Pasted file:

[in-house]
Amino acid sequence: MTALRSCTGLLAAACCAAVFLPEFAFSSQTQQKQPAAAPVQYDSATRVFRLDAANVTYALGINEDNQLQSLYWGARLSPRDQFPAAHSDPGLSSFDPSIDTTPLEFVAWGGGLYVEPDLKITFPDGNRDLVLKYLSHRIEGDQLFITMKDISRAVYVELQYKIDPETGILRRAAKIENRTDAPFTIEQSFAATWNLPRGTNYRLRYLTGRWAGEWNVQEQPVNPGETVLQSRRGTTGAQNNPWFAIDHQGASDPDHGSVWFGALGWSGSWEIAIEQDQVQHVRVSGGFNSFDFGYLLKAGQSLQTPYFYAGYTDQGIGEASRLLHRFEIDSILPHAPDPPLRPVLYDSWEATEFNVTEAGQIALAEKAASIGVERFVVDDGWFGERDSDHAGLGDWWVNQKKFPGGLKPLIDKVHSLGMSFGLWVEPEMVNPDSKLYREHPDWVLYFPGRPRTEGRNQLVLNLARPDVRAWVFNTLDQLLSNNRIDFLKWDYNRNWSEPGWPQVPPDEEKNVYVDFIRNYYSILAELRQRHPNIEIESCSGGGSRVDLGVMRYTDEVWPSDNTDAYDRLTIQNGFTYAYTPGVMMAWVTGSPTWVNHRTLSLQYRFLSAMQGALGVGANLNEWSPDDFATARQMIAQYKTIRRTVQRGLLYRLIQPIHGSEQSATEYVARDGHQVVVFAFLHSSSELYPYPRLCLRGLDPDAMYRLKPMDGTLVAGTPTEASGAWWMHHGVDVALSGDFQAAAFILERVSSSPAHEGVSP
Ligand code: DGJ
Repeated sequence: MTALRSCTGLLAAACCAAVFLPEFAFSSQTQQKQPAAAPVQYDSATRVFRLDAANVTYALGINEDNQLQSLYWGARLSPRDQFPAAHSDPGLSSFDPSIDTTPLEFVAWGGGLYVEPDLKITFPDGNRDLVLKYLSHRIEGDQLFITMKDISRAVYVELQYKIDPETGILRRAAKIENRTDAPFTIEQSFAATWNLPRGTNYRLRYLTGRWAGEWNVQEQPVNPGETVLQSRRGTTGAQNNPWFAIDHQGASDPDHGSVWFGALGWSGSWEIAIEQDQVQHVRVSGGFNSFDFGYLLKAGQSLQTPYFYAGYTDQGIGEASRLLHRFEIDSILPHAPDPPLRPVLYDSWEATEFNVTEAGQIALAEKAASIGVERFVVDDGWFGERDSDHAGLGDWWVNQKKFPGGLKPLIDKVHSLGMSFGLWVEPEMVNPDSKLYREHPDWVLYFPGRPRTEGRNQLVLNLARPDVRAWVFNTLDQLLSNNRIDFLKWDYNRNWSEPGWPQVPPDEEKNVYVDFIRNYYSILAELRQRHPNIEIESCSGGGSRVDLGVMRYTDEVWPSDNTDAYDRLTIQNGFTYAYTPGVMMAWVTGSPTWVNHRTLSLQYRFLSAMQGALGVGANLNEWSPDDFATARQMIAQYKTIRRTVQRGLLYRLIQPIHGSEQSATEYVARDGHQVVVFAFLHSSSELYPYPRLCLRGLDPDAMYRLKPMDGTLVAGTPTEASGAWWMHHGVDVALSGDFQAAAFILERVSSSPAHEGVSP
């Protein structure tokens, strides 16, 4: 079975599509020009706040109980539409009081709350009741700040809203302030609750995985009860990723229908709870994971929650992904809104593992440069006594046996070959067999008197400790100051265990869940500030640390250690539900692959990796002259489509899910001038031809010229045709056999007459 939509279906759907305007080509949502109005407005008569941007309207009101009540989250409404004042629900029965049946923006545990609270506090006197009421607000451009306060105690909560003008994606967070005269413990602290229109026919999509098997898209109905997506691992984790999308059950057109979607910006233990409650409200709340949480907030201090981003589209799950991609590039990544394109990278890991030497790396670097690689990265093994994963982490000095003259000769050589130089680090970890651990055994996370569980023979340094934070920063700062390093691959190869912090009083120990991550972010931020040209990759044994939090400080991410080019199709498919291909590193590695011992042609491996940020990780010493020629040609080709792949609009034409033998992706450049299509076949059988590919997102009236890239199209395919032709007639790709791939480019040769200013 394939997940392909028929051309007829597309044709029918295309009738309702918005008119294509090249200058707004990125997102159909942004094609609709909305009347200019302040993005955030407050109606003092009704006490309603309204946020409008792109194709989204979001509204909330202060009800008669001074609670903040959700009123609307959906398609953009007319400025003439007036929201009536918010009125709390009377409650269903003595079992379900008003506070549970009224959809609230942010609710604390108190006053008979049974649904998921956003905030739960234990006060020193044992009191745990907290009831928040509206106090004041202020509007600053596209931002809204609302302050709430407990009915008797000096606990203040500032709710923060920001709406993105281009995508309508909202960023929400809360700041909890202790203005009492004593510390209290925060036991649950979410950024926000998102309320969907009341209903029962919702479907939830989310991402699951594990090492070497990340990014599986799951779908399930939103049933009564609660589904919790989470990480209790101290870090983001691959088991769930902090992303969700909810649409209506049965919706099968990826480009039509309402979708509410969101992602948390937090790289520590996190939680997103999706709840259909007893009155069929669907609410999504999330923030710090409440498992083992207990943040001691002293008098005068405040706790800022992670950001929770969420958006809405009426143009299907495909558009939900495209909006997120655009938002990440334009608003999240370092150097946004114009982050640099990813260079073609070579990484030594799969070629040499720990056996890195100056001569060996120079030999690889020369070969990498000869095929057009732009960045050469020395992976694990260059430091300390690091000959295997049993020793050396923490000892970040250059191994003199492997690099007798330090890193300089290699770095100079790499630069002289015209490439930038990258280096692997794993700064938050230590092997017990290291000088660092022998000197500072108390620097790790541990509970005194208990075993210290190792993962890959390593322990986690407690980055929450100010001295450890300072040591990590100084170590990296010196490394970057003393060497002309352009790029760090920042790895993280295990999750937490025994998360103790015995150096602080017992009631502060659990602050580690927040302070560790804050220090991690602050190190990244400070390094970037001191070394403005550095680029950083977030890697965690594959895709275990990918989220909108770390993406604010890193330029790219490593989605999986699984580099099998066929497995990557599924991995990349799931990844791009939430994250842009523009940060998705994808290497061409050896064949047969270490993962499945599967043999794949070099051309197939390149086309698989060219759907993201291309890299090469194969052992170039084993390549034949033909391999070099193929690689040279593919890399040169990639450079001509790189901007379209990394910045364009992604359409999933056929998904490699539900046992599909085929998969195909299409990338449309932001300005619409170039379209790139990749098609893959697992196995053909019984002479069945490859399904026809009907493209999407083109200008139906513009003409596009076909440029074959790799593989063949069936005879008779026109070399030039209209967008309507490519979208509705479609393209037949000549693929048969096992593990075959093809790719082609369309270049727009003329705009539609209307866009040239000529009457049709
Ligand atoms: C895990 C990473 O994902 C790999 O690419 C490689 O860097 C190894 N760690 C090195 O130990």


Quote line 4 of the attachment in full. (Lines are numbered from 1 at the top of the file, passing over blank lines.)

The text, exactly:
Repeated sequence: MTALRSCTGLLAAACCAAVFLPEFAFSSQTQQKQPAAAPVQYDSATRVFRLDAANVTYALGINEDNQLQSLYWGARLSPRDQFPAAHSDPGLSSFDPSIDTTPLEFVAWGGGLYVEPDLKITFPDGNRDLVLKYLSHRIEGDQLFITMKDISRAVYVELQYKIDPETGILRRAAKIENRTDAPFTIEQSFAATWNLPRGTNYRLRYLTGRWAGEWNVQEQPVNPGETVLQSRRGTTGAQNNPWFAIDHQGASDPDHGSVWFGALGWSGSWEIAIEQDQVQHVRVSGGFNSFDFGYLLKAGQSLQTPYFYAGYTDQGIGEASRLLHRFEIDSILPHAPDPPLRPVLYDSWEATEFNVTEAGQIALAEKAASIGVERFVVDDGWFGERDSDHAGLGDWWVNQKKFPGGLKPLIDKVHSLGMSFGLWVEPEMVNPDSKLYREHPDWVLYFPGRPRTEGRNQLVLNLARPDVRAWVFNTLDQLLSNNRIDFLKWDYNRNWSEPGWPQVPPDEEKNVYVDFIRNYYSILAELRQRHPNIEIESCSGGGSRVDLGVMRYTDEVWPSDNTDAYDRLTIQNGFTYAYTPGVMMAWVTGSPTWVNHRTLSLQYRFLSAMQGALGVGANLNEWSPDDFATARQMIAQYKTIRRTVQRGLLYRLIQPIHGSEQSATEYVARDGHQVVVFAFLHSSSELYPYPRLCLRGLDPDAMYRLKPMDGTLVAGTPTEASGAWWMHHGVDVALSGDFQAAAFILERVSSSPAHEGVSP